Real World Maths
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# Real World Maths

Application of Maths in the Real World
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 Rescooped by Maggie from Math, technology and learning

## The Beauty and Delight of Mathematics: Q&A with Steven Strogatz | Wired Science | Wired.com

Many people are interested in mathematics, or at least interested in the idea of being interested in math. But for too many people, they find math daunting. But it needn’t be so. Yes, there is jargon in math, like any other field.

"A pendulum knows algebra"  Read this compelling interiew of how maths can be awe inspiring.

Via Margarita Parra
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## Data Points: Tweens and Their Screens

After TV, computers are the most popular way for preteens to watch their favorite shows.  An interesting statistical analysis that could be used to promote a discussion in any highschool statistics class.

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## Simple mathematical pattern describes shape of neuron ‘jungle’ | KurzweilAI

L = (3/4π)1/3 × V1/3n2/3 is the relatively simple relationship described by University College London (UCL) neuroscientists to show that the shape of neurons follows a simple mathematical relationship. Called a power law*: A number of dendrites(n) grow to fill a target space (V) in an optimal manner and, similar to a minimum spanning tree, use the least amount of wiring (L) to reach all synaptic contacts.

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## What has maths got to do with clot forming cells? | Numenko

Mathematic is an essential tool helping biologists figure out the size and shape of blood clots.

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## When is a goal not a goal? | plus.maths.org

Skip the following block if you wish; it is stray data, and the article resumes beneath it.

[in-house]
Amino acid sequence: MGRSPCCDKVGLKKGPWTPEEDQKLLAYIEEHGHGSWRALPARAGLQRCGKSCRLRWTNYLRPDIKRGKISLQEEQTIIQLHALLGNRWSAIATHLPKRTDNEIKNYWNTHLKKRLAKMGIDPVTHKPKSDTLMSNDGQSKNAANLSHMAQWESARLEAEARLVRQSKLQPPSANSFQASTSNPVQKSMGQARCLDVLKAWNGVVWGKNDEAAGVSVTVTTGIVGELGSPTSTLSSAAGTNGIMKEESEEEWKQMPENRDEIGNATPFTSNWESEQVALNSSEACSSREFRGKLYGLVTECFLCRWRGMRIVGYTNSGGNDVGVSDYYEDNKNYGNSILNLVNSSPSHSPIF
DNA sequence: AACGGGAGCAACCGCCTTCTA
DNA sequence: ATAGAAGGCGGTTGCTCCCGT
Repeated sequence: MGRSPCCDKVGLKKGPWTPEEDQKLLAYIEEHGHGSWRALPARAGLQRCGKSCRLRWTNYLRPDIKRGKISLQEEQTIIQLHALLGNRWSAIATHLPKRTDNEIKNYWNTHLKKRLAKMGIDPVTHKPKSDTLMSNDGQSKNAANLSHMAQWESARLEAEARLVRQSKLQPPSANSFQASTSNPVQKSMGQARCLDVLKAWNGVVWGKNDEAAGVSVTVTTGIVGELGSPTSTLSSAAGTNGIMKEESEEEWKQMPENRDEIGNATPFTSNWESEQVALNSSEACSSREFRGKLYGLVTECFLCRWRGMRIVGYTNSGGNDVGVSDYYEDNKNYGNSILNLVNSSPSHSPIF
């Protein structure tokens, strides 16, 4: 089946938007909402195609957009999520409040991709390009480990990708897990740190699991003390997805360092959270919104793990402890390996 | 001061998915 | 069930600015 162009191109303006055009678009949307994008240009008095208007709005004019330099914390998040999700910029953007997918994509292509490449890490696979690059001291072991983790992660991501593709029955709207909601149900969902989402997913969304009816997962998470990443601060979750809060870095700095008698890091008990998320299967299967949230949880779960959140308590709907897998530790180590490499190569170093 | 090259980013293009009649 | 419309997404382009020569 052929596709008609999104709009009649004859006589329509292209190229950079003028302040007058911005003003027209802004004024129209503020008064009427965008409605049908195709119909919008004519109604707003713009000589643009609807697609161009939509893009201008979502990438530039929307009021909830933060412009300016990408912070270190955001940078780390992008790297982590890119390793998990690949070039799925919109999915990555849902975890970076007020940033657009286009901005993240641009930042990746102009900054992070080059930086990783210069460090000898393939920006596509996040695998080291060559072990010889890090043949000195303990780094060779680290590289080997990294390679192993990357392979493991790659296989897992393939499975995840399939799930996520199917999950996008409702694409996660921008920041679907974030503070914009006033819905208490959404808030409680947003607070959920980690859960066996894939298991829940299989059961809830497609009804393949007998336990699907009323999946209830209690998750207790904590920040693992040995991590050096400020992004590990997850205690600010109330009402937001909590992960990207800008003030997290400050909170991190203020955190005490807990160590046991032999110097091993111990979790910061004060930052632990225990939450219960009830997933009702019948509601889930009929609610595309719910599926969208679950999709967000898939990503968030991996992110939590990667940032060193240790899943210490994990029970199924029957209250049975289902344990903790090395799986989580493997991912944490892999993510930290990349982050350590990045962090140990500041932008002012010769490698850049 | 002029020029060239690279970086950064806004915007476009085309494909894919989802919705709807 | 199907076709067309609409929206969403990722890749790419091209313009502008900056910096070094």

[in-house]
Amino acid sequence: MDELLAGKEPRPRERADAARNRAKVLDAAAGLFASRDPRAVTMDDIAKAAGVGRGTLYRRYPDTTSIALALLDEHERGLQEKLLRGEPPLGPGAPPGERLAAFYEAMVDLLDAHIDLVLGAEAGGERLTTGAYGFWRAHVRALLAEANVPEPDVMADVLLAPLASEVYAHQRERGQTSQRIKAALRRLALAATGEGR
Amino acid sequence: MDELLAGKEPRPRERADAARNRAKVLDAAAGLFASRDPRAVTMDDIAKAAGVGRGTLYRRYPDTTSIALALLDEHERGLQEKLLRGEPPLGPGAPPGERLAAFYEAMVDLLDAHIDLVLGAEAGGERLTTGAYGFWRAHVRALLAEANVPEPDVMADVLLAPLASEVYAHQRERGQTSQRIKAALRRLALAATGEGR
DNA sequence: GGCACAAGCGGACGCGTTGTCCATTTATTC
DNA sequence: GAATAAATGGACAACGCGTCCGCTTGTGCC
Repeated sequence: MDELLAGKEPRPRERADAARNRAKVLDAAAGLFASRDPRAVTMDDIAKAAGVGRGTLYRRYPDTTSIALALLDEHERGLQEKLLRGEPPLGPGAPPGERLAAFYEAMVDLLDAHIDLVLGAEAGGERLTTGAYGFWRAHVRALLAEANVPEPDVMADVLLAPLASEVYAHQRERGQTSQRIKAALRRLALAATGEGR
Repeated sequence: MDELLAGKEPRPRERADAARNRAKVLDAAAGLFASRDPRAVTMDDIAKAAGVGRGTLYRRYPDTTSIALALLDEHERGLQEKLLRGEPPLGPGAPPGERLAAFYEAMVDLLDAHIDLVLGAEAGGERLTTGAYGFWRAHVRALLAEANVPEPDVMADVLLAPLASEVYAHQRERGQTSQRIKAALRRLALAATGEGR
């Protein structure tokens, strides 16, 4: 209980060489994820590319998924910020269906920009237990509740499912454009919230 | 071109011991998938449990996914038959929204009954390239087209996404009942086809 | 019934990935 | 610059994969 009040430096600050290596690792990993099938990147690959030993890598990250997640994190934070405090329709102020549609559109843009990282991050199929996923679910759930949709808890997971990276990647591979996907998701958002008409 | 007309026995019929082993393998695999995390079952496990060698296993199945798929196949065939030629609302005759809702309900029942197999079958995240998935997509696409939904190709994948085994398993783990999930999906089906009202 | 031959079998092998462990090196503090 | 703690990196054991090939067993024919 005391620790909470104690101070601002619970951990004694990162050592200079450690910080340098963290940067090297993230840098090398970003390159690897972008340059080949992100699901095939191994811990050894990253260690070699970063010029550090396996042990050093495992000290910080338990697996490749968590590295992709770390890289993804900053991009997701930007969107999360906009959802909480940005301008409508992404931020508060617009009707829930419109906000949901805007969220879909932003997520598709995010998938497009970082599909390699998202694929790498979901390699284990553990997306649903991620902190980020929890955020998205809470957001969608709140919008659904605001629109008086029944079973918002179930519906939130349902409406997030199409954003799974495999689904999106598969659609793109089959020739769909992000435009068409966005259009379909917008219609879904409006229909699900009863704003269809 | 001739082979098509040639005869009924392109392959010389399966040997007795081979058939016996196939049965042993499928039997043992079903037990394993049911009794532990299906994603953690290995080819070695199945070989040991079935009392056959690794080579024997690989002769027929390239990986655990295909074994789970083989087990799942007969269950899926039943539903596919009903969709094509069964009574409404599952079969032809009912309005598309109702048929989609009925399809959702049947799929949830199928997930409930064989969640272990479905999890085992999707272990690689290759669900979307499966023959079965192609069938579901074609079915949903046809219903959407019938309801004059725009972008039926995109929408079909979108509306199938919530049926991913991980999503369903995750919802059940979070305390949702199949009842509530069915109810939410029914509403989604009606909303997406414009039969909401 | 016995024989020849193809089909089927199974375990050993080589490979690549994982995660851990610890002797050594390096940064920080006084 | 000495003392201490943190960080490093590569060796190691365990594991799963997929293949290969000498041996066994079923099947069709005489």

More and more the judgement of the human eye has deferred to goal line technology and the call to video referees to determine whether or not the ball has crossed the line and a goal awarded.

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## Alan Turing’s Patterns in Nature, and Beyond

Near the end of his life, the great mathematician Alan Turing wrote his first and last paper on biology and chemistry, about how a certain type of chemical reaction ought to produce many patterns seen in nature.

Via Sakis Koukouvis
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 Rescooped by Maggie from Science News

## [VIDEO] What Phi (the golden ratio) Sounds Like

You've probably heard of Pi day held on 14 March, and might even know its rival Tau day on 28 June. But these circular numbers aren't the only mathematical constants worth celebrating. Just in time for today's date, known as Phi day, musician Michael Blake has composed a soundtrack in recognition of the golden ratio, represented by the Greek letter phi (see video above).

More on MATHEMATICS: http://www.scoop.it/t/science-news?tag=mathematics

Via Sakis Koukouvis
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